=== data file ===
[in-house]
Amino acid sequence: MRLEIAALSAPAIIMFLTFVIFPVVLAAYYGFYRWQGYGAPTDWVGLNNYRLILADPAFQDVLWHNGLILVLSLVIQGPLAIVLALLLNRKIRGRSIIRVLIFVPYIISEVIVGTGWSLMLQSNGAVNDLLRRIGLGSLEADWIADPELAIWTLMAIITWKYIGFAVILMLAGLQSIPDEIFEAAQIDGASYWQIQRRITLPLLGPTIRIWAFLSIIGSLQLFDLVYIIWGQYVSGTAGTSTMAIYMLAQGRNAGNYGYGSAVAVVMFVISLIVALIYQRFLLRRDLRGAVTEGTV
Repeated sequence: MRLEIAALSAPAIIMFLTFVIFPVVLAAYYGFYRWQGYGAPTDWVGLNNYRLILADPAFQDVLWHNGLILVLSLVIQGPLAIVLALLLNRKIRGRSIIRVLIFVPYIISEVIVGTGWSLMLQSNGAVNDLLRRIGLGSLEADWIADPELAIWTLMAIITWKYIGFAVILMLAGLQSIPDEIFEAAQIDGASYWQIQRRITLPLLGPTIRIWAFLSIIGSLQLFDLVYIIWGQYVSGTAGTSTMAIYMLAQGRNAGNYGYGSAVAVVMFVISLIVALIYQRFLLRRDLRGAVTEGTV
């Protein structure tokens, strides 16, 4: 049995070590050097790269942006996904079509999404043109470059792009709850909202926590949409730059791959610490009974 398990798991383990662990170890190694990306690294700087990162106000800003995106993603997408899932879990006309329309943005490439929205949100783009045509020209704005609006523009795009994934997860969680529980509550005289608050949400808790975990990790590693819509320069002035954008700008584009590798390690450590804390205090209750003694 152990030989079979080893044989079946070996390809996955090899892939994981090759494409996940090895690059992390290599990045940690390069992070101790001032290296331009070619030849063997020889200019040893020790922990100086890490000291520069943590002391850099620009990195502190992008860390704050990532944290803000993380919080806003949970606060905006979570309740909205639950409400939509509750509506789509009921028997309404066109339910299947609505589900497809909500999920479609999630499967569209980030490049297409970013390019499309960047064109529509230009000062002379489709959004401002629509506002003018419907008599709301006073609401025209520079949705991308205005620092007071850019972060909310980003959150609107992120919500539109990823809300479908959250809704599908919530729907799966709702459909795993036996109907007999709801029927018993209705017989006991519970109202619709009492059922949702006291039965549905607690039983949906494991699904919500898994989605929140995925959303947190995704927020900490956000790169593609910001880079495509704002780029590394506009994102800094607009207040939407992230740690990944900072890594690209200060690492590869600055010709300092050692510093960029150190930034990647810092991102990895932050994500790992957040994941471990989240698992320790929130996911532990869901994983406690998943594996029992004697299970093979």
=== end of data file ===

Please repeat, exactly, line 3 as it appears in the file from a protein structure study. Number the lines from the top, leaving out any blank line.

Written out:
Repeated sequence: MRLEIAALSAPAIIMFLTFVIFPVVLAAYYGFYRWQGYGAPTDWVGLNNYRLILADPAFQDVLWHNGLILVLSLVIQGPLAIVLALLLNRKIRGRSIIRVLIFVPYIISEVIVGTGWSLMLQSNGAVNDLLRRIGLGSLEADWIADPELAIWTLMAIITWKYIGFAVILMLAGLQSIPDEIFEAAQIDGASYWQIQRRITLPLLGPTIRIWAFLSIIGSLQLFDLVYIIWGQYVSGTAGTSTMAIYMLAQGRNAGNYGYGSAVAVVMFVISLIVALIYQRFLLRRDLRGAVTEGTV